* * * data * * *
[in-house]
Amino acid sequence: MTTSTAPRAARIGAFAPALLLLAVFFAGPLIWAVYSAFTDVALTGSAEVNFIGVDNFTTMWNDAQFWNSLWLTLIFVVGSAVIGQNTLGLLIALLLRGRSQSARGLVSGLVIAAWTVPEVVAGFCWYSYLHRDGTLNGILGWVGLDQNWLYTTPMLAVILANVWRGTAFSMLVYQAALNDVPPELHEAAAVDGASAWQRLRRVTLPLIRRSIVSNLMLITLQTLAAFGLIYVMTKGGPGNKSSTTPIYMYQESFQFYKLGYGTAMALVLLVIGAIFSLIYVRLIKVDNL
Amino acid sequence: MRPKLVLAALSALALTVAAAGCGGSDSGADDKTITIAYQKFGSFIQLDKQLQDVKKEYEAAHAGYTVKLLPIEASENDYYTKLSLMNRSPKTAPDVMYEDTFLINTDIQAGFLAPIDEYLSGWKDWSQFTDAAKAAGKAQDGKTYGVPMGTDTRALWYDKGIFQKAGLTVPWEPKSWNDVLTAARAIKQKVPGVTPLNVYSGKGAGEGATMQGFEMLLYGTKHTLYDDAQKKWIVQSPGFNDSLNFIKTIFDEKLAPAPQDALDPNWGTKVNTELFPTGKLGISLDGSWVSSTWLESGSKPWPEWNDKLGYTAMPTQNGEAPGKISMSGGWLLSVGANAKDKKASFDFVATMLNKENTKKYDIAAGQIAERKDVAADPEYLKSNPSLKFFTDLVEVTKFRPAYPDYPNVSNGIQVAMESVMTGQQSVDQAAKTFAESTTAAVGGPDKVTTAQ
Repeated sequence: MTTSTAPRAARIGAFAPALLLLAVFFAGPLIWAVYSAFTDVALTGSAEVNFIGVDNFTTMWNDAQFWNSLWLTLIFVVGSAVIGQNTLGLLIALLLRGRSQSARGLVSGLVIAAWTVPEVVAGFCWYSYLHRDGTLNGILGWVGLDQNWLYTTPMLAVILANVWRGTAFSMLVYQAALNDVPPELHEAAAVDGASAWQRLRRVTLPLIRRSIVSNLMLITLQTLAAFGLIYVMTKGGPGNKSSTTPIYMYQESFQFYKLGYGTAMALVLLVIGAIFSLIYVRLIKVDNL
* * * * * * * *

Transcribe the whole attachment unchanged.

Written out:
[in-house]
Amino acid sequence: MTTSTAPRAARIGAFAPALLLLAVFFAGPLIWAVYSAFTDVALTGSAEVNFIGVDNFTTMWNDAQFWNSLWLTLIFVVGSAVIGQNTLGLLIALLLRGRSQSARGLVSGLVIAAWTVPEVVAGFCWYSYLHRDGTLNGILGWVGLDQNWLYTTPMLAVILANVWRGTAFSMLVYQAALNDVPPELHEAAAVDGASAWQRLRRVTLPLIRRSIVSNLMLITLQTLAAFGLIYVMTKGGPGNKSSTTPIYMYQESFQFYKLGYGTAMALVLLVIGAIFSLIYVRLIKVDNL
Amino acid sequence: MRPKLVLAALSALALTVAAAGCGGSDSGADDKTITIAYQKFGSFIQLDKQLQDVKKEYEAAHAGYTVKLLPIEASENDYYTKLSLMNRSPKTAPDVMYEDTFLINTDIQAGFLAPIDEYLSGWKDWSQFTDAAKAAGKAQDGKTYGVPMGTDTRALWYDKGIFQKAGLTVPWEPKSWNDVLTAARAIKQKVPGVTPLNVYSGKGAGEGATMQGFEMLLYGTKHTLYDDAQKKWIVQSPGFNDSLNFIKTIFDEKLAPAPQDALDPNWGTKVNTELFPTGKLGISLDGSWVSSTWLESGSKPWPEWNDKLGYTAMPTQNGEAPGKISMSGGWLLSVGANAKDKKASFDFVATMLNKENTKKYDIAAGQIAERKDVAADPEYLKSNPSLKFFTDLVEVTKFRPAYPDYPNVSNGIQVAMESVMTGQQSVDQAAKTFAESTTAAVGGPDKVTTAQ
Repeated sequence: MTTSTAPRAARIGAFAPALLLLAVFFAGPLIWAVYSAFTDVALTGSAEVNFIGVDNFTTMWNDAQFWNSLWLTLIFVVGSAVIGQNTLGLLIALLLRGRSQSARGLVSGLVIAAWTVPEVVAGFCWYSYLHRDGTLNGILGWVGLDQNWLYTTPMLAVILANVWRGTAFSMLVYQAALNDVPPELHEAAAVDGASAWQRLRRVTLPLIRRSIVSNLMLITLQTLAAFGLIYVMTKGGPGNKSSTTPIYMYQESFQFYKLGYGTAMALVLLVIGAIFSLIYVRLIKVDNL